• In the case of Case T-177/01 and Case C-263/02 Jego-Quere v Commission, the Court of First Instance was influenced by AG Jacobs’ opinion in Case C-50/00 P, UPA [2002] ECR I-6677 to a person adversely affected by an EU measure. A wider test was adopted under Article 263 TFEU. However, the European Court of Justice reversed the decision, stating the Plaumann test for ‘individual concern’ should be used.

Facts of Case T-177/01 Jego-Quere v Commission

  • Fishing company Jego-Quere, was established in France and operated regularly in Irish waters
  • The company sought an action to annul Commission Regulation No 1162/2001
  • This Regulated prohibited the use of nets with mesh below a certain size by fishing vessels
  • Member States were required to this regulation, but there were no implementing measures they had to take

Issues in Case T-177/01 Jego-Quere v Commission

  • Did the fishing company have the legal standing under Article 230(4) EC (now Article 263 TFEU)?

Held by the European Court of First Instance

  • Yes, Jego-Quere had the standing required as per the wider test adopted by the Court of First Instance.

Findings of the Court

To be able to provide judgment, the Court of First Instance believed it to be “necessary to consider whether, in a case such as this, where an individual applicant is contesting the lawfulness of provisions of general application directly affecting its legal situation, the inadmissibility of the action for annulment would deprive the applicant of the right to an effective remedy” [43]

Citing AG Jacobs in UPA [2002], the Court of First Instance noted:

  • “individual affected by a Community measure may be able to bring its validity before the national courts by violating the rules it lays down and then asserting their illegality in subsequent judicial proceedings brought against him does not constitute an adequate means of judicial protection. Individuals cannot be required to breach the law in order to gain access to justice”[45]

Using the procedural route of a damages-based action would not provide a satisfactory solution to protecting the individual affected. Such action would not result in removing the obligation of the Community law, nor the admissibility for such action compared to that of an annulment [46]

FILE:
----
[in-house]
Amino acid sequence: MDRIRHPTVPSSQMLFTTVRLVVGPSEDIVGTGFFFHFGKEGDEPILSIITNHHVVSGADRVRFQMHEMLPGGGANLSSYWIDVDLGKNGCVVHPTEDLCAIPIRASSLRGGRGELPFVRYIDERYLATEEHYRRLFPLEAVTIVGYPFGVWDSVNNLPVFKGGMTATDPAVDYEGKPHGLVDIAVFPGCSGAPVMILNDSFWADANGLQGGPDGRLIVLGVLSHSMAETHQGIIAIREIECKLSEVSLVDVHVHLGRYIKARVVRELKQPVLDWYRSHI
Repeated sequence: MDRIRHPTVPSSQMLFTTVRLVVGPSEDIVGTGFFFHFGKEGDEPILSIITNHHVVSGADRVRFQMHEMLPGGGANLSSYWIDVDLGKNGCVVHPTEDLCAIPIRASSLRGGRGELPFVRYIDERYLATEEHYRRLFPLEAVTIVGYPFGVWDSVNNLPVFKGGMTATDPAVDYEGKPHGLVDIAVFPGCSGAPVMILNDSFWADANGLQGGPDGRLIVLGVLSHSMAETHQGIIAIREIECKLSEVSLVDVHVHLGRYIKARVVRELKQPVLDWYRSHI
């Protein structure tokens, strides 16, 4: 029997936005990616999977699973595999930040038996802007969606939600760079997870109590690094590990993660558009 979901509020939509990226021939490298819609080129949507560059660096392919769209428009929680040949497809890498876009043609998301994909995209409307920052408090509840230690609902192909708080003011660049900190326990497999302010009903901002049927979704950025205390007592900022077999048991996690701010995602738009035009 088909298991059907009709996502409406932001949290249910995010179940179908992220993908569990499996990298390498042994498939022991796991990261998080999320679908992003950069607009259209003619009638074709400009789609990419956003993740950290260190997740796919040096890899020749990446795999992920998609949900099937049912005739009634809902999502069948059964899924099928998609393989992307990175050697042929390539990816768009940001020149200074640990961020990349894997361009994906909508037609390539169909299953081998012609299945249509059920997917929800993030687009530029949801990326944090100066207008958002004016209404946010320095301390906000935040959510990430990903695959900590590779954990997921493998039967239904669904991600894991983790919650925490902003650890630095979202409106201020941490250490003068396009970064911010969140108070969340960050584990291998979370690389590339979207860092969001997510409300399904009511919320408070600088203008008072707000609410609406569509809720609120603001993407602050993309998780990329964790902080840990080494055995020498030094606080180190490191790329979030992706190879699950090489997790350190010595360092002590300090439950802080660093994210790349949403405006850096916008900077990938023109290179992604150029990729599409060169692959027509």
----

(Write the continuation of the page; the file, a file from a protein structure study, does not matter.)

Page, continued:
Therefore, the Court of First Instance provided a new test for individual concern:

  • “a natural or legal person is to be regarded as individually concerned by a Community measure of general application that concerns him directly if the measure in question affects his legal position, in a manner which is both definite and immediate, by restricting his rights or by imposing obligations on him” [51]
  • “The number and position of other persons who are likewise affected by the measure … are of no relevance in that regard.” [51]

The judgment was then appealed to the Court of Justice of the European Union:

Case C-263/02 Jego-Quere v Commission

Held by the European Court of Justice

Appeal allowed. Reversed the decision of the Court of First Instance, Jego-Quere had no standing – reverting back to the old Plaumann test.

Findings of the Court

Where the individual cannot be distinguished, the action of annulment cannot be made available. [33]

Presently, “Regulation No 1162/2001 applies directly, without intervention by the national authorities”, this “does not mean that a party who is directly concerned by it can only contest the validity of that regulation if he has first contravened it”. Domestic law may be able to permit “an individual directly concerned by a general legislative measure of national law which cannot be directly contested before the courts to seek from the national authorities under that legislation a measure which may itself be contested before the national courts, so that the individual may challenge the legislation indirectly.” [35]

Having a look at the contested judgment of the Court of First Instance, the CJEU believed their new test would have “the effect of removing all meaning from the requirement of individual concern set out in Article 230 EC” [38] and thus “erred in law”. [39]